Even Primal Scream's better albums follow certain worrying protocols. The most dubious of all is the Trad Rock Track: that throwaway, three-chord-boogie which appears on every release, and that has been responsible for some of the band's most facile moments.
The exception to this rule was inevitably on 2000's XTRMNTR, an album of such abrasive, corrosive, industrial brilliance that even a song which relied on the most generic of rock templates was warped into one light-speed, future-shock slab: Accelerator.
Accelerator begins at a hundred miles an hour and keeps rushing faster and faster until the band itself can't keep up with the relentless pace. Even then, Bobby Gillespie, lost in the white-noise blizzard, urges them on: “Into the future! Into the future! C'mon! C'mon! Hit the accelerator!” before the song folds, tears and collapses into a warm splat of guitar noise as the band drop into a black hole of their own furious manufacture.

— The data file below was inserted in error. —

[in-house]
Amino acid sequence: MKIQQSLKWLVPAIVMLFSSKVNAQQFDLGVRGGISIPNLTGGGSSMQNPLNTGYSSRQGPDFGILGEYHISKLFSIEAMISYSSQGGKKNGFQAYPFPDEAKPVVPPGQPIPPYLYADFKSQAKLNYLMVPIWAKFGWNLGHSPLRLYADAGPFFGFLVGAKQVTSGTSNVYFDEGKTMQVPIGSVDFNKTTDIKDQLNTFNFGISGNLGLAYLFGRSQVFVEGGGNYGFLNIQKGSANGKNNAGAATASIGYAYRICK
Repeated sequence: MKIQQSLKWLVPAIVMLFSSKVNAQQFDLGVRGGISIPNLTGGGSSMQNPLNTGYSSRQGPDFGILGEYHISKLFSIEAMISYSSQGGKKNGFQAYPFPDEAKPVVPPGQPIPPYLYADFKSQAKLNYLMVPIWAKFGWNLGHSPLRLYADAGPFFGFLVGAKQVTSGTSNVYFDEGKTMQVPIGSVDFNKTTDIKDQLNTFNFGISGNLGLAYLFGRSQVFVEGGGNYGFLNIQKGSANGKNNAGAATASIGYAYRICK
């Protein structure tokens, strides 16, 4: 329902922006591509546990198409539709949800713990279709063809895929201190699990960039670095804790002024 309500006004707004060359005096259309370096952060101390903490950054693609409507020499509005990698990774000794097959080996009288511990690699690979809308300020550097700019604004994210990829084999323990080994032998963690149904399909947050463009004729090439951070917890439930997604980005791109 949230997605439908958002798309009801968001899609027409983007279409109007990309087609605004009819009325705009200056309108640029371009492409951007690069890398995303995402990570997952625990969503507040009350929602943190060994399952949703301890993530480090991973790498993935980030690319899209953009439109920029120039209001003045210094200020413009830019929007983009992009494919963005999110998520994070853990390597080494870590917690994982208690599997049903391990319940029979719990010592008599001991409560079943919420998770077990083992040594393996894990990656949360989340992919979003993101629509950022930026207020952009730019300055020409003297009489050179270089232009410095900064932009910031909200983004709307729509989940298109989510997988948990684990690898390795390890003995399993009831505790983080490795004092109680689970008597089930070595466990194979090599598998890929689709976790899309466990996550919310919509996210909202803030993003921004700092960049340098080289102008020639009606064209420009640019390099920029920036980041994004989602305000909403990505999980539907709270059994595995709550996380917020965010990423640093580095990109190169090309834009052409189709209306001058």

Inexorably forward-facing, and almost too brutally momentous for its own good, Accelerator is built for speed, not comfort, power, not precision; the triumph of gut feeling over sense. The only thought that went into the mix was to decide just how many faders to push up to the very top.
Accelerator was the last release from the dying Creation records - a final wry and defiantly rock 'n' roll gesture from Alan McGee. The song that gave us the thrilling future, the discarded past and tinnitus.
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